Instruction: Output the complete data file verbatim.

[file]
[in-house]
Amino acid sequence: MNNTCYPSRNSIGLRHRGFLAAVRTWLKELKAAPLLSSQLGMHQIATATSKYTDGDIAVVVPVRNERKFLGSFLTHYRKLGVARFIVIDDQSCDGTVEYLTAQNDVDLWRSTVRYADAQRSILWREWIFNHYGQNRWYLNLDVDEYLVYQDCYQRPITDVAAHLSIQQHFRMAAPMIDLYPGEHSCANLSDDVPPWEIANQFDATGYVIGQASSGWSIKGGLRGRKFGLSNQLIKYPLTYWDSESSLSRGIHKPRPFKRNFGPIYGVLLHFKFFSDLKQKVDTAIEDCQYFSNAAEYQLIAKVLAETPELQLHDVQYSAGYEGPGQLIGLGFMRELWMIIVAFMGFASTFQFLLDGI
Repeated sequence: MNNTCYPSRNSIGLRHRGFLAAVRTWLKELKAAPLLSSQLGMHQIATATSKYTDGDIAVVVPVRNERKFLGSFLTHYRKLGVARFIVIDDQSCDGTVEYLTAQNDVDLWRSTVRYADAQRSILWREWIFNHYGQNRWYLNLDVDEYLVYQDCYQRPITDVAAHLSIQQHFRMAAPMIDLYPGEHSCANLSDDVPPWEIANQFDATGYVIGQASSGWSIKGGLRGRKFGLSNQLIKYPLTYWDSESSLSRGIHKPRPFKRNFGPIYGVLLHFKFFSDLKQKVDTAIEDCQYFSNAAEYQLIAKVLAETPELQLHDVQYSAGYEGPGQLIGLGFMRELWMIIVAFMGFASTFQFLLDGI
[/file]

[in-house]
Amino acid sequence: MNNTCYPSRNSIGLRHRGFLAAVRTWLKELKAAPLLSSQLGMHQIATATSKYTDGDIAVVVPVRNERKFLGSFLTHYRKLGVARFIVIDDQSCDGTVEYLTAQNDVDLWRSTVRYADAQRSILWREWIFNHYGQNRWYLNLDVDEYLVYQDCYQRPITDVAAHLSIQQHFRMAAPMIDLYPGEHSCANLSDDVPPWEIANQFDATGYVIGQASSGWSIKGGLRGRKFGLSNQLIKYPLTYWDSESSLSRGIHKPRPFKRNFGPIYGVLLHFKFFSDLKQKVDTAIEDCQYFSNAAEYQLIAKVLAETPELQLHDVQYSAGYEGPGQLIGLGFMRELWMIIVAFMGFASTFQFLLDGI
Repeated sequence: MNNTCYPSRNSIGLRHRGFLAAVRTWLKELKAAPLLSSQLGMHQIATATSKYTDGDIAVVVPVRNERKFLGSFLTHYRKLGVARFIVIDDQSCDGTVEYLTAQNDVDLWRSTVRYADAQRSILWREWIFNHYGQNRWYLNLDVDEYLVYQDCYQRPITDVAAHLSIQQHFRMAAPMIDLYPGEHSCANLSDDVPPWEIANQFDATGYVIGQASSGWSIKGGLRGRKFGLSNQLIKYPLTYWDSESSLSRGIHKPRPFKRNFGPIYGVLLHFKFFSDLKQKVDTAIEDCQYFSNAAEYQLIAKVLAETPELQLHDVQYSAGYEGPGQLIGLGFMRELWMIIVAFMGFASTFQFLLDGI